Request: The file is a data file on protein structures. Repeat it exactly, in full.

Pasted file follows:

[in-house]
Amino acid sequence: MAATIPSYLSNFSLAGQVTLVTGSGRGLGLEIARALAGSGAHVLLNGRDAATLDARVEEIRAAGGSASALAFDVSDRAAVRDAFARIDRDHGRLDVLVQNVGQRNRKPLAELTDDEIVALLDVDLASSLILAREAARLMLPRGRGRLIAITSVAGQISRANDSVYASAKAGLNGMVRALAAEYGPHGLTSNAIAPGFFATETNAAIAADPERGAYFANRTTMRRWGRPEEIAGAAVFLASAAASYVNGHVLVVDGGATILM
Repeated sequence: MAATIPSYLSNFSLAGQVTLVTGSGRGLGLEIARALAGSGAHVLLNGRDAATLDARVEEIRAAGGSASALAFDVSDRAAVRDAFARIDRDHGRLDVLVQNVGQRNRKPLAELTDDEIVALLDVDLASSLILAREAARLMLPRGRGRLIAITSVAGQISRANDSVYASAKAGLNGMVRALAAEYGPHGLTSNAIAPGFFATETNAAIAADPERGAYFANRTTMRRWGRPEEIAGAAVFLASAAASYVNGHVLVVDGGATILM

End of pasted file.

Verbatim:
[in-house]
Amino acid sequence: MAATIPSYLSNFSLAGQVTLVTGSGRGLGLEIARALAGSGAHVLLNGRDAATLDARVEEIRAAGGSASALAFDVSDRAAVRDAFARIDRDHGRLDVLVQNVGQRNRKPLAELTDDEIVALLDVDLASSLILAREAARLMLPRGRGRLIAITSVAGQISRANDSVYASAKAGLNGMVRALAAEYGPHGLTSNAIAPGFFATETNAAIAADPERGAYFANRTTMRRWGRPEEIAGAAVFLASAAASYVNGHVLVVDGGATILM
Repeated sequence: MAATIPSYLSNFSLAGQVTLVTGSGRGLGLEIARALAGSGAHVLLNGRDAATLDARVEEIRAAGGSASALAFDVSDRAAVRDAFARIDRDHGRLDVLVQNVGQRNRKPLAELTDDEIVALLDVDLASSLILAREAARLMLPRGRGRLIAITSVAGQISRANDSVYASAKAGLNGMVRALAAEYGPHGLTSNAIAPGFFATETNAAIAADPERGAYFANRTTMRRWGRPEEIAGAAVFLASAAASYVNGHVLVVDGGATILM